How To Change The Nikola Bootswatch Theme

I had my theme for this site set to use Spacelab, which I liked, but the gradients were starting to annoy me so I decided to switch to Journal, which matches my aesthetic tastes a little better. This took more work than I thought it would (mostly because I don't mess with the nikola configuration very often). So these are my notes for the next time.

Overview

  1. Install the bootswatch 3 nikola theme (if you haven't already) (nikola install_theme bootstrap3).
  2. Install the journal bootswatch theme (nikola bootswatch_theme -s journal).
  3. Get the base template (nikola theme -c base.tmpl).
  4. In base.tmpl, change navbar-inverse to navbar-default.
  5. Change the anchor color in bootstrap.css to something less creamsicle (and do whatever other CSS adjustments you need to do).
  6. If you need to, minify the CSS (cleancss -o bootstrap.min.css bootstrap.css).
  7. Build the posts (nikola build).
  8. Admire the fruits of your (well, other people's) labor.

Installing the theme

The Bootswatch 3 Theme

I already had the bootswatch 3 theme installed, since I was using Spacelab, but if you don't have it installed this is how to set the base theme:

nikola install_theme bootstrap3

The Journal Theme

Since I want to change the theme to Journal this is the next step (you can also specify a parent theme, but the default is bootstrap3, which is what I wanted anyway):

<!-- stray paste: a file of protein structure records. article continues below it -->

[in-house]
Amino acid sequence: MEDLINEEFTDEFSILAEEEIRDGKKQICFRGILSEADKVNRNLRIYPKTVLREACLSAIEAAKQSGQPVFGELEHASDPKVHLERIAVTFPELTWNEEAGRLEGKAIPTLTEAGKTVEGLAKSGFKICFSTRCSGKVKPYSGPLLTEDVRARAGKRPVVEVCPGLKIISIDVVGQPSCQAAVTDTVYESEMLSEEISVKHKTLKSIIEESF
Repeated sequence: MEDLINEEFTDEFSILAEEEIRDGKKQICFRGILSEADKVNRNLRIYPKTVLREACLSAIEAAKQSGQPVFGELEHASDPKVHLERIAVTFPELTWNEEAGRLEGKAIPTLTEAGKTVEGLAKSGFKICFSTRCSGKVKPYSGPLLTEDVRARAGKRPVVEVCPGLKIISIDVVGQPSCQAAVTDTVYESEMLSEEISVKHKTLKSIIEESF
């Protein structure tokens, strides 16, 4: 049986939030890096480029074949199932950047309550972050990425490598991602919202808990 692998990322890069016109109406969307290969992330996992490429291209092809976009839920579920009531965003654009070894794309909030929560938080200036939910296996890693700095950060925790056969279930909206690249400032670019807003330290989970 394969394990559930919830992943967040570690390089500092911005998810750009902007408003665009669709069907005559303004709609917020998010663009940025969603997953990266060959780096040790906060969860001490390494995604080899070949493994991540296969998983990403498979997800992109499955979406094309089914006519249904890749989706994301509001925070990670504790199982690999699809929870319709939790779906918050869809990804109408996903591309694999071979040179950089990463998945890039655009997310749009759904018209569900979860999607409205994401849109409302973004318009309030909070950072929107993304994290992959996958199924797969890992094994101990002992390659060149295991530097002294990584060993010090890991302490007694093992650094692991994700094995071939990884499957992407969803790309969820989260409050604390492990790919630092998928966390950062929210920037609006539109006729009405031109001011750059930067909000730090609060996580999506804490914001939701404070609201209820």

nikola bootswatch_theme -s journal

This will set up the default bootstrap theme, but you need to re-build the HTML to have it show up on the development-server's web-page (something that I didn't realize initially, causing me to think something was broken).

nikola build

Updating the Template

On re-loading the page I found that it mostly worked, but for some reason it looked more orange than I expected. It turns out that the nikola developer decided that navbar-inverse should be the default style for the navbar (instead of navbar-default) and the section headers are hyperlinks, which in the Journal theme are orange (by orange I really mean something closer to a creamsicle). Following the instructions in this bug report (which says that it isn't a bug, it's a feature) I copied the base template from the nikola installation (in site-packages) into the site using a built-in nikola command.

nikola theme -c base.tmpl

This command creates a file (themes/custom/templates/base.tmpl) which you can edit to override the built-in base template. I opened it up and changed the navbar-inverse CSS class to navbar-default.

<nav class="navbar navbar-default navbar-static-top">

The I re-built the nikola posts, and reloaded the page and there it was, the white navbar I wanted.

Updating the CSS

Fixing the Headline Color

"Fixing" the headlines was more straight-forward. When you install the journal theme it creates a file at themes/custom/assets/css/bootstrap.css (along with a mini-fied version) which you can edit. I decided to leave the anchor-hover value the same but changed the plain anchor color to #990033 so that it's more of a blood red than a creamsicle.

Changing the Font

Since I was editing the CSS anyway I made some other changes. First, I changed the text-font to Goudy Bookletter. It's a little old-fashioned looking, but I've always liked Goudy's fonts. To do this I first added a link to the font: